A long jump shot is released 1.6 m above the ground, 6.05 m from the base of the basket, which is 3.05 m high. Physics help?
For launch angles of 30° and 60°, find the speed needed to make the basket.

answers:
electron1 say: The first step is to determine the increase of the height of the shot.
Increase of height = 3.05 – 1.6 = 1.45 meters
The only missing number is the magnitude of the shot’s initial velocity. Let it be v.
Initial vertical velocity = v * sin 30 = v * 0.5
Initial horizontal velocity = v * cos 30 = v * √3/2
During the time the shot is in the air, it has vertical acceleration of 9.8 m/s^2. The horizontal velocity is constant. Let t be the time.
Eq#1: d = v * sin θ * t + ½ * a * t^2
1.45 = v * 0.5 * t – 4.9 * t^2
Eq#2: d = v * cos θ * t
6.05 = v * √3/2 * t
t = 6.05 ÷ v * √3/2
Let’s substitute this for t in the first equation.
1.45 = v * 0.5 * (6.05 ÷ v * √3/2) – 4.9 * (6.05 ÷ v * √3/2)^2
1.45 = 6.05 ÷ √3 – 179.35225 ÷ (v^2 * 0.75)
6.05 ÷ √3 + 1.45 = – 179.35225 ÷ (v^2 * 0.75
Multiply both sides of this equation by 0.75
4.5375 ÷ √3 + 1.0875 = – 179.35225 ÷ v^2
v^2 = 179.35225 ÷ (4.5375 ÷ √3 + 1.0875)
v = √[179.35225 ÷ (4.5375 ÷ √3 + 1.0875)]
The magnitude of the initial velocity is approximately 10.7 m/s. Now let’s use the same equations with 60˚.
Initial vertical velocity = v * sin 60 = v * √3/2
Initial horizontal velocity = v * cos 60 = v * 0.5
During the time the shot is in the air, it has vertical acceleration of 9.8 m/s^2. The horizontal velocity is constant. Let t be the time.
Eq#1: d = v * sin θ * t + ½ * a * t^2
1.45 = v * √3/2 * t – 4.9 * t^2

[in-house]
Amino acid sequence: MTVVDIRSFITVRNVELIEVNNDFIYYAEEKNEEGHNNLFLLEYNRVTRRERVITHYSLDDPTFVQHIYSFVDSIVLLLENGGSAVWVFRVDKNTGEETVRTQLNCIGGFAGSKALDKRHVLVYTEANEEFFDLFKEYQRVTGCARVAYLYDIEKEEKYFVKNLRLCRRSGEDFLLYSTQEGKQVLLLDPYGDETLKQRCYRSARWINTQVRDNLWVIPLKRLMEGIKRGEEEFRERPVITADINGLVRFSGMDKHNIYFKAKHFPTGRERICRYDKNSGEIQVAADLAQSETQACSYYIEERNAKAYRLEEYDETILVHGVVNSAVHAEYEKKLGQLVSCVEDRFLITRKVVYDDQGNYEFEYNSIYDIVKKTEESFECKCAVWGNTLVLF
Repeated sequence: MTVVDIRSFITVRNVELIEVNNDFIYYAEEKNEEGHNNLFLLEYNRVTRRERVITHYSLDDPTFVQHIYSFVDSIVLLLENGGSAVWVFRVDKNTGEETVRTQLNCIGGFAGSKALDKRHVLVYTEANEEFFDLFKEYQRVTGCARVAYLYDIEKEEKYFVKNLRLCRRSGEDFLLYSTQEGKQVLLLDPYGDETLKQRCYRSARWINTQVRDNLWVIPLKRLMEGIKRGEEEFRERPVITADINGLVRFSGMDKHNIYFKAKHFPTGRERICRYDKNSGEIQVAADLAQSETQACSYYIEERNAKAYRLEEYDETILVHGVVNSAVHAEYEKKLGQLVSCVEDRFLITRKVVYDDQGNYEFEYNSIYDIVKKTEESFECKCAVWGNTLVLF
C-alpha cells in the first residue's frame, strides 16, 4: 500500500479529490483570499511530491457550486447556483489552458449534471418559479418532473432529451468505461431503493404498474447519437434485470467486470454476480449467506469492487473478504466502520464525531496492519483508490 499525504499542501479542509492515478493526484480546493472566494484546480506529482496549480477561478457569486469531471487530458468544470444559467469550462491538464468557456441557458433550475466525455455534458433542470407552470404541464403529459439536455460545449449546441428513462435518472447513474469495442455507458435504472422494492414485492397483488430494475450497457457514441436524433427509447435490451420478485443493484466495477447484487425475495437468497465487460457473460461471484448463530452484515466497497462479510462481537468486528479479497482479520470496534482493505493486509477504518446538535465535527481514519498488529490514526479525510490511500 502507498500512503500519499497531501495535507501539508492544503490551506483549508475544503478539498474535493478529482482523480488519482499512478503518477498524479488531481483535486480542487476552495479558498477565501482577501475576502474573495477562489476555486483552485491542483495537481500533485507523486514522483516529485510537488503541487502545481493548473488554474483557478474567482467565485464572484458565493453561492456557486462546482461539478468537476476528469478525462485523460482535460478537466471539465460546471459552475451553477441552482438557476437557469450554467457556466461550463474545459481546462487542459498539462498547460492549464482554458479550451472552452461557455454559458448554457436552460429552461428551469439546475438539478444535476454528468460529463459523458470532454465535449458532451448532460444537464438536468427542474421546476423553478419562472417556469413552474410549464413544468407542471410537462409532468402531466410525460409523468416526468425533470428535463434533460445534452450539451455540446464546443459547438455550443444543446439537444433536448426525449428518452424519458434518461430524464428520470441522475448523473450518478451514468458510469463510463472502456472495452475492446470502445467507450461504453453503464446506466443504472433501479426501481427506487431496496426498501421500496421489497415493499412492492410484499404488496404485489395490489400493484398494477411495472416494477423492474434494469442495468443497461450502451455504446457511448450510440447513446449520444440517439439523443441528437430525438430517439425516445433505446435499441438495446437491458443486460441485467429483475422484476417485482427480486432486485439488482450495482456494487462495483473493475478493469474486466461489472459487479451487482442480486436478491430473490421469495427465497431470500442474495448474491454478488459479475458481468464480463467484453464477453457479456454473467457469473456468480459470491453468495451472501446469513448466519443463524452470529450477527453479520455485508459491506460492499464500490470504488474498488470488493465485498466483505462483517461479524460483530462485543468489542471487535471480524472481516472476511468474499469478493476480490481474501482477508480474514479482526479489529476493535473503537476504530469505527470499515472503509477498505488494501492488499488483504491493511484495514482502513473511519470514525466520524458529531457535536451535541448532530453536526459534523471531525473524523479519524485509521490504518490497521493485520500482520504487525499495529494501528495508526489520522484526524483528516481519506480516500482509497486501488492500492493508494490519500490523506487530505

Eq#2: d = v * cos θ * t
6.05 = v * 0.5 * t
t = 12.1 ÷ v
Let’s substitute this for t in the first equation.
1.45 = v * √3/2 * (12.1 ÷ v) – 4.9 * (12.1 ÷ v)2
1.45 = √3 * 6.05 – 717.409 ÷ v^2
Subtract this √3 * 6.05 from both sides of the equation.
1.45 – √3 * 6.05 = 717.409 ÷ v^2
v^2 = 717.409 ÷ (1.45 – √3 * 6.05)
v = √[717.409 ÷ (1.45 – √3 * 6.05)
The magnitude of the initial velocity is approximately 8.91 m/s. I hope this is helpful for you.

oubaas say: 30° angle
(3.051.6) = Vo*0.5*t4.90t^2
6.05 = 0.866Vo*t
Vo = 7.0/t
1.45 = 3.54.9t^2
t = √2.05/4.9 = 0.65 sec
Vo = 6.05/(0.866*0.65) = 10.8 m/sec
60° angle
(3.051.6) = Vo*0.866*t4.90t^2
6.05 = 0.5Vo*t
Vo = 12.1/t
1.45 = 12.1*0.8664.9t^2
t = √9.0/4.9 = 1.36 sec
Vo = 6.05/(0.5*1.36) = 8.90 m/sec

Old Science Guy say: ...
the usual drill is to divide the motion into horizontal (X) motion
and vertical (Y) motion
and these equations
Vx= Vi cosθ
Vy= Vi sinθ
Vx= X/t
Y= Vy*t + 1/2 g t^2
yeah, it gets tedious
so
here's an equation which combines this into one that makes quicker work of most trajectory problems
Y = X*tanθ + ( (g*X^2) / 2(Vi*cosθ)^2 )
if the projectile comes back to ground level, ∆Y = 0 which simplifies things a lot
otherwise higher is positive and lower is negative
X is the downrange horizontal distance
Vi is initial velocity
θ is the launch angle which is usually + but may be 0 or even negative.
all values are in MKS units and g= (9.81 m/s/s)
in this problem
∆Y= 3.05 1.6 m = 1.45 m
θ=30° (part 1) 60° (part 2)
Vi= ???
X = 6.05 m
1)
1.45 = 6.05 tan30 + ((9.81)(6.05^2) / 2(Vi cos30)^2
1.45 = 3.493  239.38/Vi^2
239.38 / Vi^2= 20.43
Vi^2 = 11.717
Vi = 3.4 m/s to 2 s.f.
2)
replace 30° with 60° and recalculate
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Ben say: Only 1.6 m above the ground? That's a pathetic jump shot.

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